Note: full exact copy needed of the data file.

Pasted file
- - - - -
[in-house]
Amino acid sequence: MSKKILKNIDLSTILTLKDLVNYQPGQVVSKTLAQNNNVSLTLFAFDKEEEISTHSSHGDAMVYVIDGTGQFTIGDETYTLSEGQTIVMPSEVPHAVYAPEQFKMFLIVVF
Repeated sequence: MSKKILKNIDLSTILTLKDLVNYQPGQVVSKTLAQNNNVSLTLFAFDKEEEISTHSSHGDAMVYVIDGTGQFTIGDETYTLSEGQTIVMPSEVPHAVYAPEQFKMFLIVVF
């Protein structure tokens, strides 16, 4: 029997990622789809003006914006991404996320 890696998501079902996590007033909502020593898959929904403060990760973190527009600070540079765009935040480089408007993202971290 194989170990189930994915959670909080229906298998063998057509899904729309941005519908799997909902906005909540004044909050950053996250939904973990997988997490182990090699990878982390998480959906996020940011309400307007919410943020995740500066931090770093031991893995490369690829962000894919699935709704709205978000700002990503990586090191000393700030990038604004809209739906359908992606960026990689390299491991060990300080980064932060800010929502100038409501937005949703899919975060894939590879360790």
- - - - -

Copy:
[in-house]
Amino acid sequence: MSKKILKNIDLSTILTLKDLVNYQPGQVVSKTLAQNNNVSLTLFAFDKEEEISTHSSHGDAMVYVIDGTGQFTIGDETYTLSEGQTIVMPSEVPHAVYAPEQFKMFLIVVF
Repeated sequence: MSKKILKNIDLSTILTLKDLVNYQPGQVVSKTLAQNNNVSLTLFAFDKEEEISTHSSHGDAMVYVIDGTGQFTIGDETYTLSEGQTIVMPSEVPHAVYAPEQFKMFLIVVF
């Protein structure tokens, strides 16, 4: 029997990622789809003006914006991404996320 890696998501079902996590007033909502020593898959929904403060990760973190527009600070540079765009935040480089408007993202971290 194989170990189930994915959670909080229906298998063998057509899904729309941005519908799997909902906005909540004044909050950053996250939904973990997988997490182990090699990878982390998480959906996020940011309400307007919410943020995740500066931090770093031991893995490369690829962000894919699935709704709205978000700002990503990586090191000393700030990038604004809209739906359908992606960026990689390299491991060990300080980064932060800010929502100038409501937005949703899919975060894939590879360790």